Monday, 25 February 2013

"It would be wrong to assume"

These problems facing rural communities rarely get much coverage in the media. As a culture, we are in thrall to a sepia-tinted version of the landscape. The country is somewhere to escape to, or to watch on television; it is a place of fantasy. The BBC’s Countryfile now has impressive ratings of around seven million viewers.    It would be wrong to assume that those buying into TV’s rural dream are cosseted city-dwellers.
followed by a paragraph explaining why you don't have to assume it ....  as it is probably 'a fact' ...
An exodus to the country has already begun. The 2011 census revealed the startling statistic that there were 620,000 fewer white Londoners than in 2001, whereas everywhere else in Britain had seen an increase in equivalent groups. Explaining the trend, the BBC’s correspondent Mark Easton concluded that white families have cashed in on the property market, and bought cottages in the country or by the sea.
The trend is visible in many rural communities. Those with any professional or personal connection with the land are few. Not only are wages lower, but the shift from the towns has meant that property costs have increased, forcing young families to move away. The mindset in many small towns and villages is changing, too. It is becoming more urban.
So, exchange "cosseted in the city" by selling up (probably pocketing a nice windfall profit in the process) decamp to somewhere nice, but cheaper (thus extending the windfall) and be "cosseted there", and over time no doubt, hope to repeat the experience and to move on somewhere, even nicer ... especially when you no longer have to worry about the commute and can contemplate moving from your "countryside commuter dormitory" into the real thing ... Don't Channel 4 make a programme or two along those lines?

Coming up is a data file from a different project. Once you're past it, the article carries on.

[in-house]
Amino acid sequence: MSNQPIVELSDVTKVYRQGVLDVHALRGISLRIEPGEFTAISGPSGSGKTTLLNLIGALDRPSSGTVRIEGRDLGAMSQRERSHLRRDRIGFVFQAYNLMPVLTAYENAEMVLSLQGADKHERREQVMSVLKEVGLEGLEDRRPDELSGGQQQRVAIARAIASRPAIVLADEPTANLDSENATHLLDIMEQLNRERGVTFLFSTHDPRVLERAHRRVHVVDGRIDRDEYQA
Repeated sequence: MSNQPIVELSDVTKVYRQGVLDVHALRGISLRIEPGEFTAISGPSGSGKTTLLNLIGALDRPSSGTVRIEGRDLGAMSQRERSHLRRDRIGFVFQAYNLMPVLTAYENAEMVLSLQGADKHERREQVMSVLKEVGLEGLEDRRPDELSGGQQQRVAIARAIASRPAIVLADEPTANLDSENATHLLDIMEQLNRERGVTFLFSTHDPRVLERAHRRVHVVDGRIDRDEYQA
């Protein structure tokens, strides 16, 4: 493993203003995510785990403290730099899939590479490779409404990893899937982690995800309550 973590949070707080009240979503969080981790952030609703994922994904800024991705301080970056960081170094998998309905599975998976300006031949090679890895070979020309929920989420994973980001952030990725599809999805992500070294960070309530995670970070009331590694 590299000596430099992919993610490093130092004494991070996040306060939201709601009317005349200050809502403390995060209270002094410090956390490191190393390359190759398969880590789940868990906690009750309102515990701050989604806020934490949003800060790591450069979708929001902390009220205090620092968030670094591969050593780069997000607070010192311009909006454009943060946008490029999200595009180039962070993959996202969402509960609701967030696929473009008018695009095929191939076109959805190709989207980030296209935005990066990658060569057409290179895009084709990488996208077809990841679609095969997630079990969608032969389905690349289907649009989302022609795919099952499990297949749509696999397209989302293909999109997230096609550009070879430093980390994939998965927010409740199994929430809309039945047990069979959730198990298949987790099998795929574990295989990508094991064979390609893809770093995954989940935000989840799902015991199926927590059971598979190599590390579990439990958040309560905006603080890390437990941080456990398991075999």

Terence Blacker "Stop treating rural life as mere fantasy"


Mark Wadsworth said...

I doubt whether there is an exodus to the countryside, I accept that some townies move to the country for a couple of years before they realise they can't stand it, but where do all the people who the townies displace go? I'd assume there's even less new construction in the countryside than there is in towns.

Bayard said...

Terence Blacker has a point, but the FBRI has been around for generations. To go further back, it is a feature of British social history that the rich industrialist sent his sons to public school, bought an estate in the country and joined the squirearchy. In Victorian times the professional classes joined them and in the mid C20th anyone with a bit of money was trying to retire to live the life of petty landed gentry. My personal experience is that most of the new building round the market town where I grew up was sold to retirees from the '70s onwards and that these formed the backbone of local NIMBYdom.

Kj said...

Aargh.. that has to be the most nonsensical article i've read so far this week. Horsemeat scandal a result of not enough subsidies and too well functioning a market. Isn't food actually safer than at any point in history or am I wrong...? And the poor countrysiders are being gentrified as well. FFS

MW: My impression is that the white folks, who are usually themselves from the countryside/small towns, or a generation away, are primarily moving out to small towns, in nice commuting distance to the city, not the actual countryside. This is the case over here anyway, and I suspect it's the same in the UK.

Mark Wadsworth said...

B, Kj, this was Bob E's maiden post, but I'll respond anyway.

Short answer: yes and yes. It is the motor car which enables people to have the benefits of city life while pretending that they live in the countryside. (a point which The Stigler has made many a time).

Bayard said...

"It is the motor car which enables people to have the benefits of city life while pretending that they live in the countryside."

Well it was originally the railways who started the whole thing off and, to a large extent, continue it.

Mark Wadsworth said...

B, true.